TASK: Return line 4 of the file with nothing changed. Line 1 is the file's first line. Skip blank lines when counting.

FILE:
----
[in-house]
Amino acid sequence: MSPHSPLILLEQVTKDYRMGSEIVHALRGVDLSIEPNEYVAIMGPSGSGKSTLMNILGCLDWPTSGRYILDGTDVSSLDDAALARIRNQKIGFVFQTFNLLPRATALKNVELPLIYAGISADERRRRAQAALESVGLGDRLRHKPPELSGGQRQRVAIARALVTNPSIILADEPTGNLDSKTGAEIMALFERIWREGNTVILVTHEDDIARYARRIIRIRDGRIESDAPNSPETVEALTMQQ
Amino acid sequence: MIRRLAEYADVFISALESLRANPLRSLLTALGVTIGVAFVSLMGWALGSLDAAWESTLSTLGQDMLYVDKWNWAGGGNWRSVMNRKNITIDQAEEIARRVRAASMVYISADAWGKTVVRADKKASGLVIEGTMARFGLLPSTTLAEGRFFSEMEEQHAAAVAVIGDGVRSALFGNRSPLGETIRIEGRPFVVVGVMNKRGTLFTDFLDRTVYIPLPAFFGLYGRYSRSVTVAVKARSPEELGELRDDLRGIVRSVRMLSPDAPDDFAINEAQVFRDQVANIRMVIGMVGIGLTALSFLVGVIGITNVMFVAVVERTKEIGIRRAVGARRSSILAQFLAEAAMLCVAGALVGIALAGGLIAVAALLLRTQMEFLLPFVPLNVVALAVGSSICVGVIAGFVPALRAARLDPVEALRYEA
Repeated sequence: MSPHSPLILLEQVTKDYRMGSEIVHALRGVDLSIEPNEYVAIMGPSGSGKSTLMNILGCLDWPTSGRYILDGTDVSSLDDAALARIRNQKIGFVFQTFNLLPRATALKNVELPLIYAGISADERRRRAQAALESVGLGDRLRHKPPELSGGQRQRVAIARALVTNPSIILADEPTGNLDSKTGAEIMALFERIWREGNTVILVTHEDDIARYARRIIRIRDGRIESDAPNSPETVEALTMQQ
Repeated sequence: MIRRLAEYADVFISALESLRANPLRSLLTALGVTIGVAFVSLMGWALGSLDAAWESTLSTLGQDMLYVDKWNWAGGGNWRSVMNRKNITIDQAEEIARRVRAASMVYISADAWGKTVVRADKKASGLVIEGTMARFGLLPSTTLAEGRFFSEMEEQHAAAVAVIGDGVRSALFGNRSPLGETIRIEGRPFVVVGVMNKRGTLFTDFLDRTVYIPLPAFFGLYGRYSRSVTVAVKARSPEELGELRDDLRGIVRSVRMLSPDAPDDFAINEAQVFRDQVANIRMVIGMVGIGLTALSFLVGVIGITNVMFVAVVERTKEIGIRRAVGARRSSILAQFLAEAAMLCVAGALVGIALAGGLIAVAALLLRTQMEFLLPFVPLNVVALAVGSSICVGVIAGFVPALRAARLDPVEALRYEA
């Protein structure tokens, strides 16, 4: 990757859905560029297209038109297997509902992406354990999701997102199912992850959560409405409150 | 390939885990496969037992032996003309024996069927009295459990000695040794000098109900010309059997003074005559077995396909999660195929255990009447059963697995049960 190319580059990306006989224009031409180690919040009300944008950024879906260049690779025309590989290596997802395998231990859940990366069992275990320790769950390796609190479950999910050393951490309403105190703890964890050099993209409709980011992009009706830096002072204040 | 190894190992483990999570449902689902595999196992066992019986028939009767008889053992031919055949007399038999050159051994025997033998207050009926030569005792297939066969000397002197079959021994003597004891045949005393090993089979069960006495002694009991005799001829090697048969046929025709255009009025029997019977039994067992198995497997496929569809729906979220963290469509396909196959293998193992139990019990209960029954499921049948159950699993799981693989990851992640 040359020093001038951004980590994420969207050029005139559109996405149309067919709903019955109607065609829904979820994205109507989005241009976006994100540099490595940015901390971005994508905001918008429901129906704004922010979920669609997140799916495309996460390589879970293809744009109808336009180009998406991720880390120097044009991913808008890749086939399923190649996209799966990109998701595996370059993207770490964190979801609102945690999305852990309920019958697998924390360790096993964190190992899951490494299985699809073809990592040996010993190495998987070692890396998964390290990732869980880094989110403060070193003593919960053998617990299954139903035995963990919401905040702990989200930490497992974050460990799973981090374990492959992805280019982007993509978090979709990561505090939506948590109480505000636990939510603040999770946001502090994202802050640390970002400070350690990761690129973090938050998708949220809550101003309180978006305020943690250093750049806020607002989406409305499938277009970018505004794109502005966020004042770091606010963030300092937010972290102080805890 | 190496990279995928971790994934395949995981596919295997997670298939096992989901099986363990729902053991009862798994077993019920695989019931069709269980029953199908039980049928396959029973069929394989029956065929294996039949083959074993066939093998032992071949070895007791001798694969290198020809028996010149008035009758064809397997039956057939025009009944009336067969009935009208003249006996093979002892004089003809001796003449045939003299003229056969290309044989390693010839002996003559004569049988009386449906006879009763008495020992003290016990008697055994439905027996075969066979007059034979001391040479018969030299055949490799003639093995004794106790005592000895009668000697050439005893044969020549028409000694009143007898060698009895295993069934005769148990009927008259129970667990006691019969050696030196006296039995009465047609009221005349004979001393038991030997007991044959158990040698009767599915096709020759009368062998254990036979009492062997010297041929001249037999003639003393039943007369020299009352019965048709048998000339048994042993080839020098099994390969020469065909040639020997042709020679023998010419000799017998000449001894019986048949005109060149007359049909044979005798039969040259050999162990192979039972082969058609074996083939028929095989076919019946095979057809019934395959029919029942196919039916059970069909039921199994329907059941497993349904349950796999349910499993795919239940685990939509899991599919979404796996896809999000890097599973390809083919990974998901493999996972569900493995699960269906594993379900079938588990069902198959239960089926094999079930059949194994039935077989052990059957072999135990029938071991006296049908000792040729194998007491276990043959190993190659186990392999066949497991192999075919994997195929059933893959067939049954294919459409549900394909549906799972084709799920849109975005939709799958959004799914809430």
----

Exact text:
Repeated sequence: MSPHSPLILLEQVTKDYRMGSEIVHALRGVDLSIEPNEYVAIMGPSGSGKSTLMNILGCLDWPTSGRYILDGTDVSSLDDAALARIRNQKIGFVFQTFNLLPRATALKNVELPLIYAGISADERRRRAQAALESVGLGDRLRHKPPELSGGQRQRVAIARALVTNPSIILADEPTGNLDSKTGAEIMALFERIWREGNTVILVTHEDDIARYARRIIRIRDGRIESDAPNSPETVEALTMQQ